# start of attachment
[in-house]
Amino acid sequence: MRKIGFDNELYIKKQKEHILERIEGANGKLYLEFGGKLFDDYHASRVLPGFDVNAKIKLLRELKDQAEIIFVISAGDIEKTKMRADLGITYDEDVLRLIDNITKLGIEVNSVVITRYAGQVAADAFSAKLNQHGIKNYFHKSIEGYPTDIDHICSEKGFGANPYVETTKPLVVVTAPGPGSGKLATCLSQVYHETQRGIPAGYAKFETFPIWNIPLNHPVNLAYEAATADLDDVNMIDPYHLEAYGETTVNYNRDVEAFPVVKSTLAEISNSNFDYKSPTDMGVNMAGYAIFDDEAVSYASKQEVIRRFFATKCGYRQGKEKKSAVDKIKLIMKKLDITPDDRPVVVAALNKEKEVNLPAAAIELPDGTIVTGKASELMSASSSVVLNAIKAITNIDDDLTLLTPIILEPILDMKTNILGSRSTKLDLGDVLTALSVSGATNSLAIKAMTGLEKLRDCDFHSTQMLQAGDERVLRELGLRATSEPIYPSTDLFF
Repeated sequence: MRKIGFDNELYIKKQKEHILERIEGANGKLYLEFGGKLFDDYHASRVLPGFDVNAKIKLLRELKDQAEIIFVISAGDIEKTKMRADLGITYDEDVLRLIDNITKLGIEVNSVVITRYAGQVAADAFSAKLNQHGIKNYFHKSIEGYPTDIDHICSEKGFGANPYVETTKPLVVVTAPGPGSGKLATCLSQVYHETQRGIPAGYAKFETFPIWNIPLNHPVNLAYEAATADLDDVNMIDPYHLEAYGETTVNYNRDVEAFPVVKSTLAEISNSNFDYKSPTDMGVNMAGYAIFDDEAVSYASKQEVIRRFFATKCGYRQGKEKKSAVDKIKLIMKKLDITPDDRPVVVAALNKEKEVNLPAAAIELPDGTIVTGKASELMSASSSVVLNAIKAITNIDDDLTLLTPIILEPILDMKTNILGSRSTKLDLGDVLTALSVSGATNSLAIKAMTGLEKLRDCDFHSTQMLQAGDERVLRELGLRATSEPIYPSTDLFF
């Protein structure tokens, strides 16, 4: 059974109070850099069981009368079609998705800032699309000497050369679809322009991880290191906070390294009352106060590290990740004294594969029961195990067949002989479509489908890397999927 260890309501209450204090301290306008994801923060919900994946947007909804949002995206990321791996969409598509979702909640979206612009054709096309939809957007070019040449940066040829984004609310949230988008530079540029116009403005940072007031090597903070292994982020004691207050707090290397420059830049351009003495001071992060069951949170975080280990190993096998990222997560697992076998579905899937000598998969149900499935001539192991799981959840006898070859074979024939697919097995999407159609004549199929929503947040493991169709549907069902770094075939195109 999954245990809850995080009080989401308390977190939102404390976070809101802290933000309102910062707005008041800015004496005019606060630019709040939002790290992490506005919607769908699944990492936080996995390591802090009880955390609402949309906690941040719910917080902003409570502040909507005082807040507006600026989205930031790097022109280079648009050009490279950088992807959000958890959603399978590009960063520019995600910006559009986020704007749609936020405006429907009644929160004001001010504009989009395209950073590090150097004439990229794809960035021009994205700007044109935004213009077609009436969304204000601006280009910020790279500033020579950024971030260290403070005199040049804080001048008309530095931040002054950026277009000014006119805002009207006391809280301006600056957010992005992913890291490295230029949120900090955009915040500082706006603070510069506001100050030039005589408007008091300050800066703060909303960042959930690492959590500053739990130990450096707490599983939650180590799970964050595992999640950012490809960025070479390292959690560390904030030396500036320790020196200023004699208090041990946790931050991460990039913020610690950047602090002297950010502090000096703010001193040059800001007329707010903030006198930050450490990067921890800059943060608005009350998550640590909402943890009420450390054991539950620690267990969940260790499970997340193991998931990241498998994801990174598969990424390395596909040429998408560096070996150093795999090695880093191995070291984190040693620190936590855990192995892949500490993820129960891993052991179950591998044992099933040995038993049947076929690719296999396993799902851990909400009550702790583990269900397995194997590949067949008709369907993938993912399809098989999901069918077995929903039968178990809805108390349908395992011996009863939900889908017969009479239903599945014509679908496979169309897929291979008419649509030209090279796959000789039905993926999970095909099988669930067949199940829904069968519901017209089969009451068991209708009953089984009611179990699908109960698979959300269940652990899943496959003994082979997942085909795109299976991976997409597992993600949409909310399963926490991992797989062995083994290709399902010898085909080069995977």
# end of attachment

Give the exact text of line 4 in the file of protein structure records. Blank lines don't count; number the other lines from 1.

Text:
């Protein structure tokens, strides 16, 4: 059974109070850099069981009368079609998705800032699309000497050369679809322009991880290191906070390294009352106060590290990740004294594969029961195990067949002989479509489908890397999927 260890309501209450204090301290306008994801923060919900994946947007909804949002995206990321791996969409598509979702909640979206612009054709096309939809957007070019040449940066040829984004609310949230988008530079540029116009403005940072007031090597903070292994982020004691207050707090290397420059830049351009003495001071992060069951949170975080280990190993096998990222997560697992076998579905899937000598998969149900499935001539192991799981959840006898070859074979024939697919097995999407159609004549199929929503947040493991169709549907069902770094075939195109 999954245990809850995080009080989401308390977190939102404390976070809101802290933000309102910062707005008041800015004496005019606060630019709040939002790290992490506005919607769908699944990492936080996995390591802090009880955390609402949309906690941040719910917080902003409570502040909507005082807040507006600026989205930031790097022109280079648009050009490279950088992807959000958890959603399978590009960063520019995600910006559009986020704007749609936020405006429907009644929160004001001010504009989009395209950073590090150097004439990229794809960035021009994205700007044109935004213009077609009436969304204000601006280009910020790279500033020579950024971030260290403070005199040049804080001048008309530095931040002054950026277009000014006119805002009207006391809280301006600056957010992005992913890291490295230029949120900090955009915040500082706006603070510069506001100050030039005589408007008091300050800066703060909303960042959930690492959590500053739990130990450096707490599983939650180590799970964050595992999640950012490809960025070479390292959690560390904030030396500036320790020196200023004699208090041990946790931050991460990039913020610690950047602090002297950010502090000096703010001193040059800001007329707010903030006198930050450490990067921890800059943060608005009350998550640590909402943890009420450390054991539950620690267990969940260790499970997340193991998931990241498998994801990174598969990424390395596909040429998408560096070996150093795999090695880093191995070291984190040693620190936590855990192995892949500490993820129960891993052991179950591998044992099933040995038993049947076929690719296999396993799902851990909400009550702790583990269900397995194997590949067949008709369907993938993912399809098989999901069918077995929903039968178990809805108390349908395992011996009863939900889908017969009479239903599945014509679908496979169309897929291979008419649509030209090279796959000789039905993926999970095909099988669930067949199940829904069968519901017209089969009451068991209708009953089984009611179990699908109960698979959300269940652990899943496959003994082979997942085909795109299976991976997409597992993600949409909310399963926490991992797989062995083994290709399902010898085909080069995977």